A few days ago I read an interview with a teenager who was reported to have stolen “Israeli credit cards”.
I know what a American Express credit card is. I know what a MasterCard credit card is. I have never heard of an American credit card or an Israeli credit card. I’m betting that Amex and MasterCard are both multinational corporations. But I will leave that distinction alone.
The interviewer and the teenager both misidentify the activity as hacking, it is cracking. But I will leave that alone too.
Credit card companies (nationality unspecified) claim he only got 15,000 valid numbers. He says it is half a million, and additional documents from Israeli defense contractors and “the entire Israeli population database even dead people.” Apparently all parties involved agree that he broke into computer systems without permission and once there he stole information. The teenager claims to be a Saudi and he claims to have political motives for his actions. (This claim to be a Saudi may or may not be true. We do not actually know who the teenager is. We don’t know he is a teenager. Its not even clear why the interviewer thinks it is a male.)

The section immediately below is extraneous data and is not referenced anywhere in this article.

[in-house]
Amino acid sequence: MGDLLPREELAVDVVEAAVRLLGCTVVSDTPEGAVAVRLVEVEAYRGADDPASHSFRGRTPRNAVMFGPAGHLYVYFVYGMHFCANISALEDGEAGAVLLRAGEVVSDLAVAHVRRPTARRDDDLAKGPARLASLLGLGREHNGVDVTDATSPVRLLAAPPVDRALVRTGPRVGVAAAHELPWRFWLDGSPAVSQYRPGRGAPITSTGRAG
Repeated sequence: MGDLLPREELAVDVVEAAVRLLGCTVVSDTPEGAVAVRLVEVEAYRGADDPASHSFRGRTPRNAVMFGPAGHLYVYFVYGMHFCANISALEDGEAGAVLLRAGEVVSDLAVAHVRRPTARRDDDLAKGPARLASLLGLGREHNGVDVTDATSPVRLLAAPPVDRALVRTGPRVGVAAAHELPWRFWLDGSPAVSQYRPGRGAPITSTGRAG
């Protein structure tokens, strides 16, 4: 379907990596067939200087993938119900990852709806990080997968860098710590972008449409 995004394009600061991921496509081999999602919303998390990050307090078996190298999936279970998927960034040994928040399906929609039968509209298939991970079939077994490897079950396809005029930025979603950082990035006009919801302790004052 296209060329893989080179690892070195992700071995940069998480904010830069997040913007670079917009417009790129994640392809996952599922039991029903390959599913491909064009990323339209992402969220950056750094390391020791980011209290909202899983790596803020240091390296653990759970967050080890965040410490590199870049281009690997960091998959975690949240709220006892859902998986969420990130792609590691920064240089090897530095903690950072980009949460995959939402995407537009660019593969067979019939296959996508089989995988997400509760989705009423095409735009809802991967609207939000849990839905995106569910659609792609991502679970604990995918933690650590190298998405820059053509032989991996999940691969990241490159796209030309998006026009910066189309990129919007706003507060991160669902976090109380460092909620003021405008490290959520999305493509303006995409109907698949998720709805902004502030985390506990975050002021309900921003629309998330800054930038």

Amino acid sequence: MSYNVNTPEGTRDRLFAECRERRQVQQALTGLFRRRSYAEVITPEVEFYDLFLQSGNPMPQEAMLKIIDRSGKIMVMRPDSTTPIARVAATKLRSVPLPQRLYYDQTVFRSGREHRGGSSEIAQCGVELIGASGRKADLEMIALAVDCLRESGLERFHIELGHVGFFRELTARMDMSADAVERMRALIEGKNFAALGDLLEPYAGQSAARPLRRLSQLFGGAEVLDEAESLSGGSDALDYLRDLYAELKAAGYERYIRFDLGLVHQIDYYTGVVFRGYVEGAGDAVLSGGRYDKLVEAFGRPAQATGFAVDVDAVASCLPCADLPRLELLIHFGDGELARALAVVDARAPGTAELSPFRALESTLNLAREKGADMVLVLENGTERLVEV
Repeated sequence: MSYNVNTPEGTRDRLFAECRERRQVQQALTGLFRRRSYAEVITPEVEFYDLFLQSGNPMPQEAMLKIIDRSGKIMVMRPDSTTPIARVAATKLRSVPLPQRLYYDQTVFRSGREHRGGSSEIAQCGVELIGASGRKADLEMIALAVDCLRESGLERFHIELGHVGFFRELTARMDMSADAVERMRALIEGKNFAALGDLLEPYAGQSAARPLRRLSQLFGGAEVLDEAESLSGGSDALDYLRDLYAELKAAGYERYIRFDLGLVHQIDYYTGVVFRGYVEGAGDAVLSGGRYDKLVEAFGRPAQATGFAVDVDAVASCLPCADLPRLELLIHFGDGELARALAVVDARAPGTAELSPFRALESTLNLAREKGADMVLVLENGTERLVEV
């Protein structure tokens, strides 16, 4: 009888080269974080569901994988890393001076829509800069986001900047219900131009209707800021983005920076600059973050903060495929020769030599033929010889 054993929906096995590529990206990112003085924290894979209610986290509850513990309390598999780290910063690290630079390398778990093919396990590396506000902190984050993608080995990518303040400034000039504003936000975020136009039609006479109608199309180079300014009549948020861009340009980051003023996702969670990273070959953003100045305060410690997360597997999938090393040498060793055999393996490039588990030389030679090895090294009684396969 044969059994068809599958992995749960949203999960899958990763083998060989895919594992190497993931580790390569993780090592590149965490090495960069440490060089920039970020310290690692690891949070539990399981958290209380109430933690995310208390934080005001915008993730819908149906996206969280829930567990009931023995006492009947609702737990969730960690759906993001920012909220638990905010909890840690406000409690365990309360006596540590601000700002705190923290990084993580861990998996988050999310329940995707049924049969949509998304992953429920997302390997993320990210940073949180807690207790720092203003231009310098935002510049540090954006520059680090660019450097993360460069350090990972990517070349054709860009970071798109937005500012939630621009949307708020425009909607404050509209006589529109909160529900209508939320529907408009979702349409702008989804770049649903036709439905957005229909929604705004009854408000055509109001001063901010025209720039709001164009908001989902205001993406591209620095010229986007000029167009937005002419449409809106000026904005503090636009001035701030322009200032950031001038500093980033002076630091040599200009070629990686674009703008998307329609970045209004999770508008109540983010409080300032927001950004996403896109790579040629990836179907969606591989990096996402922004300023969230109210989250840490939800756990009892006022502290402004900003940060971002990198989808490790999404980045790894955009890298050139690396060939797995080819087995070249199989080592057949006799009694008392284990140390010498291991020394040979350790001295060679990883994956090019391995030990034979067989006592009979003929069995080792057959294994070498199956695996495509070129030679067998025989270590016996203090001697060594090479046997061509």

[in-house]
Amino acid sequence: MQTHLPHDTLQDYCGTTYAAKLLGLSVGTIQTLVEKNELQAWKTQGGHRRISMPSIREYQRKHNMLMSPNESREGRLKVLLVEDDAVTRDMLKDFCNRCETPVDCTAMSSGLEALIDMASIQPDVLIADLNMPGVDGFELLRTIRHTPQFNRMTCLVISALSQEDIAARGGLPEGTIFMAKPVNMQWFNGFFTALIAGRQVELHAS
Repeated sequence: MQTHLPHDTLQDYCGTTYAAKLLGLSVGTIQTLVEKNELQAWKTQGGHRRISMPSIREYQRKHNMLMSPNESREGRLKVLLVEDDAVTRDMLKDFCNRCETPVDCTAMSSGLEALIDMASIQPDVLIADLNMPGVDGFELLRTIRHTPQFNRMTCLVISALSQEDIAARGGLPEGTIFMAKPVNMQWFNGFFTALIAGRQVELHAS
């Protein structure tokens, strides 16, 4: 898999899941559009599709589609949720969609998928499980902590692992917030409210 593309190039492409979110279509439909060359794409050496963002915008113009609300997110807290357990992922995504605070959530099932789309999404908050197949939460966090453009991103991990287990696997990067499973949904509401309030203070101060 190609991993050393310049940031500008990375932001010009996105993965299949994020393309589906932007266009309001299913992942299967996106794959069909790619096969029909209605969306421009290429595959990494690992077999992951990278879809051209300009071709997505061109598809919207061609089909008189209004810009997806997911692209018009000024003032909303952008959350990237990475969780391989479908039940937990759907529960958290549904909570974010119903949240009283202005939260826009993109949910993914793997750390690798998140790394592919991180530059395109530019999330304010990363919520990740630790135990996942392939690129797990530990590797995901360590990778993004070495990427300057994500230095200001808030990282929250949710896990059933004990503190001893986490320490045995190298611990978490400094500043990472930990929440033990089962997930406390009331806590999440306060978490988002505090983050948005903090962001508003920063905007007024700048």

I think the motive for theft is irrelevant. Theft is wrong.
But then today, I read that Israeli Deputy Foreign Minister Danny Ayalon said that cyber crimes like this are “a breach of sovereignty comparable to a terrorist operation, and must be treated as such.” I don’t think that is even near to correct.
- Taking hostages and threatening to kill them is terrorism.
- Flying airplanes into the side of civilian buildings is terrorism.
- Blowing up bombs on city streets is terrorism.
Theft is a crime. Breaking the law. A sign of poor moral character. Theft is not terrorism.
What I really want to know is: If he really thinks that breaking into a computer is akin to terrorism, what does Danny Ayalon propose should be done about the people who created Stuxnet and targeted equipment for destruction at Natanz?